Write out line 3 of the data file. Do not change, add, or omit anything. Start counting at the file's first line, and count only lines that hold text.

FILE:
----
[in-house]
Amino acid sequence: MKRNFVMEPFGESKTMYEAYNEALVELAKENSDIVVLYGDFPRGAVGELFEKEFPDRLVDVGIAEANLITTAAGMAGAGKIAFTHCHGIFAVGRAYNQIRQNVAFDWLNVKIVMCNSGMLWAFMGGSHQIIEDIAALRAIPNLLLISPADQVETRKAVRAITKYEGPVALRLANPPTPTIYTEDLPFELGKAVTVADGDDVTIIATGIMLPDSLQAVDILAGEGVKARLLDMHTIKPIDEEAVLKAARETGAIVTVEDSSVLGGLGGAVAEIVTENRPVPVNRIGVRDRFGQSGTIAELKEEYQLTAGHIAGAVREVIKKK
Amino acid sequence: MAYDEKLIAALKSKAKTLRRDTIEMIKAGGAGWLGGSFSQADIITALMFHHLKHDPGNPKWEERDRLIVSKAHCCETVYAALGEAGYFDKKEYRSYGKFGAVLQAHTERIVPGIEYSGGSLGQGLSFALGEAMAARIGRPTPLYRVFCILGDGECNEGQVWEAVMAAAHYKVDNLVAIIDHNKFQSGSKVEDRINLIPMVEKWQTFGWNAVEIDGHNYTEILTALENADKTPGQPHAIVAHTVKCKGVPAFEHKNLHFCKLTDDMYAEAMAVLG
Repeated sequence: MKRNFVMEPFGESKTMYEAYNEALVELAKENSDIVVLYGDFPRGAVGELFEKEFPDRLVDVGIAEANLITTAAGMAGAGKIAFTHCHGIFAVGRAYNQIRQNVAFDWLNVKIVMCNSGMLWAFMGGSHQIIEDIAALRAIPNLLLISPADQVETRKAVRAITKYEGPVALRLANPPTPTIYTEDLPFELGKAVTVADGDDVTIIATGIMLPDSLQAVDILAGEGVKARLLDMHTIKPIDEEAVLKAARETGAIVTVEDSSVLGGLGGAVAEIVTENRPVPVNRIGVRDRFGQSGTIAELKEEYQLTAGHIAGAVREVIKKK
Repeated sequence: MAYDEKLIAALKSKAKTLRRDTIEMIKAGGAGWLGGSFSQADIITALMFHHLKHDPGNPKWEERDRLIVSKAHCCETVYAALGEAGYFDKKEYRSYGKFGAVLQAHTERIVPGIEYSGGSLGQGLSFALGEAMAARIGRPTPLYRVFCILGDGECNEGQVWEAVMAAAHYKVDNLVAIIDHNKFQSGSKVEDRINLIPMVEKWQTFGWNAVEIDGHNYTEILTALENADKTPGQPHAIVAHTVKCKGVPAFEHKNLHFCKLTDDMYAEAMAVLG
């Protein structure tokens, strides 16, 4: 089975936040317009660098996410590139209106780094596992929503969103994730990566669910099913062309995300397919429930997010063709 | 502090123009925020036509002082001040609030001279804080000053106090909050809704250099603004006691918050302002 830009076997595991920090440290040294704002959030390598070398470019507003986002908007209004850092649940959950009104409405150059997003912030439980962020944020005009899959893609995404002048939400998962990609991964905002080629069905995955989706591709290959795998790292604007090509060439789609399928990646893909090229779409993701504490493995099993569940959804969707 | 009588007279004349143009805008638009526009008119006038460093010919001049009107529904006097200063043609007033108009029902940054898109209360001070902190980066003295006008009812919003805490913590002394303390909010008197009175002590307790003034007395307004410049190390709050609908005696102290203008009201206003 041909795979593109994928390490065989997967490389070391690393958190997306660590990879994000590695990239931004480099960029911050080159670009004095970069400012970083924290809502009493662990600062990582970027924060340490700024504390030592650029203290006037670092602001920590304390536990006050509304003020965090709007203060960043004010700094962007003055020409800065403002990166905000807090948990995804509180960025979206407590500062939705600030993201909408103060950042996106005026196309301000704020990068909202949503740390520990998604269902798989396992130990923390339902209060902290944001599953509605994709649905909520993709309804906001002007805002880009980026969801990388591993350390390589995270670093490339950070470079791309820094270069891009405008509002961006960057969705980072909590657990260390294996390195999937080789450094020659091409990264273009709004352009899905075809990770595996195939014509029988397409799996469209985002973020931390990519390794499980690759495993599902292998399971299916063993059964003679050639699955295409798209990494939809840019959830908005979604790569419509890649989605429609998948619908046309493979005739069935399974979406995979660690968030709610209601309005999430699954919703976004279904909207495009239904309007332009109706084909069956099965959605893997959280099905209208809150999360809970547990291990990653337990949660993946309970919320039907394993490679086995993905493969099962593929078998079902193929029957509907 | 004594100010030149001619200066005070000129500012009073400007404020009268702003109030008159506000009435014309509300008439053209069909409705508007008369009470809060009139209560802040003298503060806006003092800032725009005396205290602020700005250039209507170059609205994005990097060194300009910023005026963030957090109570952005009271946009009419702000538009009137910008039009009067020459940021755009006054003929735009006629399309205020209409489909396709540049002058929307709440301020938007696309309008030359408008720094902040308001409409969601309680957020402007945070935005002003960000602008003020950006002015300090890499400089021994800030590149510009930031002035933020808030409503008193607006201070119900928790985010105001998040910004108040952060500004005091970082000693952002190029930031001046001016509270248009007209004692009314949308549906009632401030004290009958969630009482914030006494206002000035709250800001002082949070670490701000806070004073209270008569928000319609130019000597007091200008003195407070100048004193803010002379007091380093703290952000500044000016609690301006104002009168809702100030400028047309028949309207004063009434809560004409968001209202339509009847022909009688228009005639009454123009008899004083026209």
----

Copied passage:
Amino acid sequence: MAYDEKLIAALKSKAKTLRRDTIEMIKAGGAGWLGGSFSQADIITALMFHHLKHDPGNPKWEERDRLIVSKAHCCETVYAALGEAGYFDKKEYRSYGKFGAVLQAHTERIVPGIEYSGGSLGQGLSFALGEAMAARIGRPTPLYRVFCILGDGECNEGQVWEAVMAAAHYKVDNLVAIIDHNKFQSGSKVEDRINLIPMVEKWQTFGWNAVEIDGHNYTEILTALENADKTPGQPHAIVAHTVKCKGVPAFEHKNLHFCKLTDDMYAEAMAVLG